For reference, this is what Blinova is referring to:

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How to Use the Pelvic Clock: Sciatic Care

  1. Go to 1 o’clock on an exhale then return to the neutral position or continue farther to 6 o’clock.

  2. Go to 11 o’clock on another exhale, then back to neutral.

  3. Next time, hold each position for a couple of breaths.

  4. Repeat ten times.

  5. Spend extra time on the tighter side.

For Core Work

“You don’t need a lot of repetitions to work your core with the Pelvic Clock,” says Blinova. “This exercise is good for postpartum women, even long after having children.”

How to Use the Pelvic Clock: Core Exercise

  1. Lift your legs with knees bent and shins parallel to the floor.

  2. Raise your arms straight up.

  3. Take five deep breaths in this position.

  4. Your abdominals have to work to keep you balanced.

  5. Straighten one leg and lower it almost all the way to the floor, taking five deep breaths while in this position.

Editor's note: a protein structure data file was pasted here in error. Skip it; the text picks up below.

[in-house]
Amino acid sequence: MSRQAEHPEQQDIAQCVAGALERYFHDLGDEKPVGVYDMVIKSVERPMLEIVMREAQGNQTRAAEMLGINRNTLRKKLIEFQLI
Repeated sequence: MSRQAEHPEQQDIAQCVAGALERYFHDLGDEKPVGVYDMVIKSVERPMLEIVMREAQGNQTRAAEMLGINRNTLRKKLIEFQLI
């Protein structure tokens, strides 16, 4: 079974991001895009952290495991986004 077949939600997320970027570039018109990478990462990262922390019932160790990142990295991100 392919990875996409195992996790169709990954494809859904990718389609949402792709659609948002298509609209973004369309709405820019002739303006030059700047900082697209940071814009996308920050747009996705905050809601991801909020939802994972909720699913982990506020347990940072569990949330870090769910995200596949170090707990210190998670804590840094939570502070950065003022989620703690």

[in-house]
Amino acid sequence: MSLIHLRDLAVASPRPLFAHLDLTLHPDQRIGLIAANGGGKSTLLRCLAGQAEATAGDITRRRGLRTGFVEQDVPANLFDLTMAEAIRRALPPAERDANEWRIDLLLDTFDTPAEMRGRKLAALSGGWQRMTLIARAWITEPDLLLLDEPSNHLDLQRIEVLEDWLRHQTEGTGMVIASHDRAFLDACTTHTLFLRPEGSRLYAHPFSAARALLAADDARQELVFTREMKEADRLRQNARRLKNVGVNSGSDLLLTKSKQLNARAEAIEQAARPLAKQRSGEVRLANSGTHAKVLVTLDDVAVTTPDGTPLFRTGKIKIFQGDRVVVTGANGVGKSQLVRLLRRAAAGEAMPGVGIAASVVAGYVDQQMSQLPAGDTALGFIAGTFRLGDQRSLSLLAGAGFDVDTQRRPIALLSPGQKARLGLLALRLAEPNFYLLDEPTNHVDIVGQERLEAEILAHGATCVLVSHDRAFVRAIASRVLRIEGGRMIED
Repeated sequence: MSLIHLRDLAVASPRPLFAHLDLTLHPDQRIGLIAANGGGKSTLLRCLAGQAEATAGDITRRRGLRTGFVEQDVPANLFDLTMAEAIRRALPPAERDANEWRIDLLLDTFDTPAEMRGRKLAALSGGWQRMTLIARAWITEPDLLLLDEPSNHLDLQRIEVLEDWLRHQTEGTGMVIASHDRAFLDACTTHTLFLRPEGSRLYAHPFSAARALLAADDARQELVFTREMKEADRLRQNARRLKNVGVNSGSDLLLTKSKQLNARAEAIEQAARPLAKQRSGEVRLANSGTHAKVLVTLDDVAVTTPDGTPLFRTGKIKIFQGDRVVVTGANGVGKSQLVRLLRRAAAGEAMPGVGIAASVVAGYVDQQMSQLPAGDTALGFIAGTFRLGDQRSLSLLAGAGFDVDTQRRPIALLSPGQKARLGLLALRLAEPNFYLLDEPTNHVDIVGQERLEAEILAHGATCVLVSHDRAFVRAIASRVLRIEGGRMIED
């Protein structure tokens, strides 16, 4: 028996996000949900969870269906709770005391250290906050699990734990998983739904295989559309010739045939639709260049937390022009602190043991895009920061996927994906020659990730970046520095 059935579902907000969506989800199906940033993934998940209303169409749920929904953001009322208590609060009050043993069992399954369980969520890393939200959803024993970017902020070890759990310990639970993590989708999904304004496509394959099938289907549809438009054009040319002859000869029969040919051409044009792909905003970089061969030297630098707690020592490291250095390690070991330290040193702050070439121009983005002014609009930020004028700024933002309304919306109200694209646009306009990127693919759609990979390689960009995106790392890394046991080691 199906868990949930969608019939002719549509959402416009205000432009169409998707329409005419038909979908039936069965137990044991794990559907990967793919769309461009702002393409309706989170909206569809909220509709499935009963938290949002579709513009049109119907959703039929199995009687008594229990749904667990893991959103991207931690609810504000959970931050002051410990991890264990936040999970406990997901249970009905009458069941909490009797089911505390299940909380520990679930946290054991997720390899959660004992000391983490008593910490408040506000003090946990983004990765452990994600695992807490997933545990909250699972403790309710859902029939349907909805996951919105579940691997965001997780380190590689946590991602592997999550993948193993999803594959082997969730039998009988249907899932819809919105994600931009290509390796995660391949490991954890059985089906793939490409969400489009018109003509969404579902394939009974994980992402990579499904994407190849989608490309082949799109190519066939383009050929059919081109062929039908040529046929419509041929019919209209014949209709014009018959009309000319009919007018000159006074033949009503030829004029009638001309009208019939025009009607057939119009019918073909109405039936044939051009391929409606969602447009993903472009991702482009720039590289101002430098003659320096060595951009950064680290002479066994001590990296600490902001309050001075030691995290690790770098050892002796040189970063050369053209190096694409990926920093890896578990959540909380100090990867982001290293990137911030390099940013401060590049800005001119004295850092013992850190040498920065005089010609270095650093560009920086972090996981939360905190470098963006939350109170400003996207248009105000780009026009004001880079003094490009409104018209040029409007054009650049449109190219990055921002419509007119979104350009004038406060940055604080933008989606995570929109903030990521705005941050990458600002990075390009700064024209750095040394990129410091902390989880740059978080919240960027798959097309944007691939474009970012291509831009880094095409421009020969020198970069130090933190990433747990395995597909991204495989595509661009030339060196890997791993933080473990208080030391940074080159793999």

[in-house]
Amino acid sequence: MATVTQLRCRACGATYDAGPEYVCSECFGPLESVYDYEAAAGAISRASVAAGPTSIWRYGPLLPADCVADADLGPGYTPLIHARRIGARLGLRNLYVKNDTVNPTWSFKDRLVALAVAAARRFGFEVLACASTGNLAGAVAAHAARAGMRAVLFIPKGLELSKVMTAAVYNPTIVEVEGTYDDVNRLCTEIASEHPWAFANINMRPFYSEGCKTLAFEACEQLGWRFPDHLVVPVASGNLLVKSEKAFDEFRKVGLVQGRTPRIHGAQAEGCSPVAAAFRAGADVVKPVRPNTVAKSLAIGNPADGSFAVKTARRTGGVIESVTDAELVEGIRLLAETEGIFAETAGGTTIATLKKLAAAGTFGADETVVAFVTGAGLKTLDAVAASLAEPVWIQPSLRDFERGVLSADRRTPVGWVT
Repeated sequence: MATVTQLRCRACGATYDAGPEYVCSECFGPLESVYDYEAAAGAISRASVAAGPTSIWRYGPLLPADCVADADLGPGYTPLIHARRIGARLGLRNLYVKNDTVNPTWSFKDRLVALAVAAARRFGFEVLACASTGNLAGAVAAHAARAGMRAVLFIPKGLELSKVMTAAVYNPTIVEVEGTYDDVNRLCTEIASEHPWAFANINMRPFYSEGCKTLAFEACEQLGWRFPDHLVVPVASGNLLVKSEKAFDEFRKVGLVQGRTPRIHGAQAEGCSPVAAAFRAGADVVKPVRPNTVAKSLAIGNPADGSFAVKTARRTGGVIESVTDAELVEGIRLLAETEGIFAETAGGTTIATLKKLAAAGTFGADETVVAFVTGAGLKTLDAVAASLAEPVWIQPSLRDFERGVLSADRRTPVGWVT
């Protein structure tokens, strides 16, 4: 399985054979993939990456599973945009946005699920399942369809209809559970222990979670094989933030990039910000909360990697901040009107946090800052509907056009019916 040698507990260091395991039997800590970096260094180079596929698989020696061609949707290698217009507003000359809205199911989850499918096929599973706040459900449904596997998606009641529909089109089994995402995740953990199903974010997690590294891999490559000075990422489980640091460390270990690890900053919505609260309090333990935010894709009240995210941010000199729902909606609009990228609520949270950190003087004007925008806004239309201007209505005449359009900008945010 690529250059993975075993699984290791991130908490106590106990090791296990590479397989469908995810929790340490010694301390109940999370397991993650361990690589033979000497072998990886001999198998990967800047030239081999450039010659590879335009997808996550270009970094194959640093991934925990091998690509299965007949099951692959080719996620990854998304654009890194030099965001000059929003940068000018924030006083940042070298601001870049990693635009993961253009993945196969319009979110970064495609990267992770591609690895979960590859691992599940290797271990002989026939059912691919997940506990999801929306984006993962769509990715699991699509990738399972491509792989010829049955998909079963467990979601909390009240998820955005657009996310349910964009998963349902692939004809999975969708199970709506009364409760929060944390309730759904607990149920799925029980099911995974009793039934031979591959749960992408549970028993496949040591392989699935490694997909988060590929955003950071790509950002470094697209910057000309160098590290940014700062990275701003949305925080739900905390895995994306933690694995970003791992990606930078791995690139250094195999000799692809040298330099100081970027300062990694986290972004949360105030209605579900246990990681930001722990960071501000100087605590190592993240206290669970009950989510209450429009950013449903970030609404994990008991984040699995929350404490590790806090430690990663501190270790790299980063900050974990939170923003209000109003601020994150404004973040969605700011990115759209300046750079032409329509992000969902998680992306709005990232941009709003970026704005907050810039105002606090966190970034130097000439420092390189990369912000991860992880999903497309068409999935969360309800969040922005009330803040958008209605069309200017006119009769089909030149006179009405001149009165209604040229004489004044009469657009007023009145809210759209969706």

6. Come back up and repeat on the other side.

For Pelvic Floor Strength

“To strengthen the pelvic floor, use the Pelvic Clock together with Kegel exercises,” instructs Blinova. “You can increase the benefits by working out the pelvic floor and the abdominals simultaneously.”

How to Use the Pelvic Clock: Kegels Combo

  1. Take a deep breath through the nose and expand the rib cage.

  2. Exhale with force while tilting to 12 o’clock and hold.

  3. Next time, while doing a complete exhalation and a pelvic tilt to 12 o’clock, add in a simultaneous Kegel contraction.

  4. Hold for five seconds.

  5. Inhale, relaxing the pelvis and pelvic floor muscles.

  6. Repeat ten times.

  7. (A Kegel exercise refers to contracting the muscles of the pelvic floor. You should feel a contraction around a finger inserted in the vagina and not feel a contraction in the abdominals or buttocks.)


Yana Blinova is a former Olympic coach and currently a lower back exercise consultant in New York City. She received her master’s in exercise science from Perm State Pedagogical University in Russia and coached the Soviet army rhythmic gymnastics team and the Italian national rhythmic gymnastics team. She is the inventor of the Pelvic Clock Exercise Device and the founder and CEO of Flect, LLC.


This article is for informational purposes only. It is not, nor is it intended to be, a substitute for professional medical advice, diagnosis, or treatment and should never be relied upon for specific medical advice. To the extent that this article features the advice of physicians or medical practitioners, the views expressed are the views of the cited expert and do not necessarily represent the views of goop.